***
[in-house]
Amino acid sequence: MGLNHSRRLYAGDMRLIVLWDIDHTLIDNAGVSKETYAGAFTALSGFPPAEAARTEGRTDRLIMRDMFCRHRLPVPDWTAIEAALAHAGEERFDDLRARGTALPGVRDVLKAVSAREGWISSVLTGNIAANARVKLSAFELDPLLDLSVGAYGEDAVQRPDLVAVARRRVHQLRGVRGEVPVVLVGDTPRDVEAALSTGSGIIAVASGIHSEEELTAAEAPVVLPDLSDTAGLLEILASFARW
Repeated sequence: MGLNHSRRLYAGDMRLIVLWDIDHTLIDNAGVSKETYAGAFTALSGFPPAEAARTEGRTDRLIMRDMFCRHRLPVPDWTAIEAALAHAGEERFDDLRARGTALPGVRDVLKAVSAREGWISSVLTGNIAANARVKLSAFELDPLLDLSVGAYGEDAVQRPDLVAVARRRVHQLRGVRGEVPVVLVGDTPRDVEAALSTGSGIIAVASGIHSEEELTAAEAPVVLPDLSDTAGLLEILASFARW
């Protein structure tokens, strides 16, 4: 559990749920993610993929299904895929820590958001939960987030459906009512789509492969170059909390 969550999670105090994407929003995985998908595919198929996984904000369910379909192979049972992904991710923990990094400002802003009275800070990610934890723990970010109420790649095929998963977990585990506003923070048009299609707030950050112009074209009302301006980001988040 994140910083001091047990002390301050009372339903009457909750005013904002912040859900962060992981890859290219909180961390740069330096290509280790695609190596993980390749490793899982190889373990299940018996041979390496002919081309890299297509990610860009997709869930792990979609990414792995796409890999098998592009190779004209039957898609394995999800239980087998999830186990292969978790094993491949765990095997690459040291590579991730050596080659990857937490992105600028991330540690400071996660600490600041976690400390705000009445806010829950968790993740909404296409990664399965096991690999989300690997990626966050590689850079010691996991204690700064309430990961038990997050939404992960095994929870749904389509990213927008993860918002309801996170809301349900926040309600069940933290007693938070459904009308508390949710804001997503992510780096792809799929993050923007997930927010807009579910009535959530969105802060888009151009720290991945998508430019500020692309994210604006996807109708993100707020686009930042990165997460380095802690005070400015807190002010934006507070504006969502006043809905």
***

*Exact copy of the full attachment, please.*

[in-house]
Amino acid sequence: MGLNHSRRLYAGDMRLIVLWDIDHTLIDNAGVSKETYAGAFTALSGFPPAEAARTEGRTDRLIMRDMFCRHRLPVPDWTAIEAALAHAGEERFDDLRARGTALPGVRDVLKAVSAREGWISSVLTGNIAANARVKLSAFELDPLLDLSVGAYGEDAVQRPDLVAVARRRVHQLRGVRGEVPVVLVGDTPRDVEAALSTGSGIIAVASGIHSEEELTAAEAPVVLPDLSDTAGLLEILASFARW
Repeated sequence: MGLNHSRRLYAGDMRLIVLWDIDHTLIDNAGVSKETYAGAFTALSGFPPAEAARTEGRTDRLIMRDMFCRHRLPVPDWTAIEAALAHAGEERFDDLRARGTALPGVRDVLKAVSAREGWISSVLTGNIAANARVKLSAFELDPLLDLSVGAYGEDAVQRPDLVAVARRRVHQLRGVRGEVPVVLVGDTPRDVEAALSTGSGIIAVASGIHSEEELTAAEAPVVLPDLSDTAGLLEILASFARW
């Protein structure tokens, strides 16, 4: 559990749920993610993929299904895929820590958001939960987030459906009512789509492969170059909390 969550999670105090994407929003995985998908595919198929996984904000369910379909192979049972992904991710923990990094400002802003009275800070990610934890723990970010109420790649095929998963977990585990506003923070048009299609707030950050112009074209009302301006980001988040 994140910083001091047990002390301050009372339903009457909750005013904002912040859900962060992981890859290219909180961390740069330096290509280790695609190596993980390749490793899982190889373990299940018996041979390496002919081309890299297509990610860009997709869930792990979609990414792995796409890999098998592009190779004209039957898609394995999800239980087998999830186990292969978790094993491949765990095997690459040291590579991730050596080659990857937490992105600028991330540690400071996660600490600041976690400390705000009445806010829950968790993740909404296409990664399965096991690999989300690997990626966050590689850079010691996991204690700064309430990961038990997050939404992960095994929870749904389509990213927008993860918002309801996170809301349900926040309600069940933290007693938070459904009308508390949710804001997503992510780096792809799929993050923007997930927010807009579910009535959530969105802060888009151009720290991945998508430019500020692309994210604006996807109708993100707020686009930042990165997460380095802690005070400015807190002010934006507070504006969502006043809905």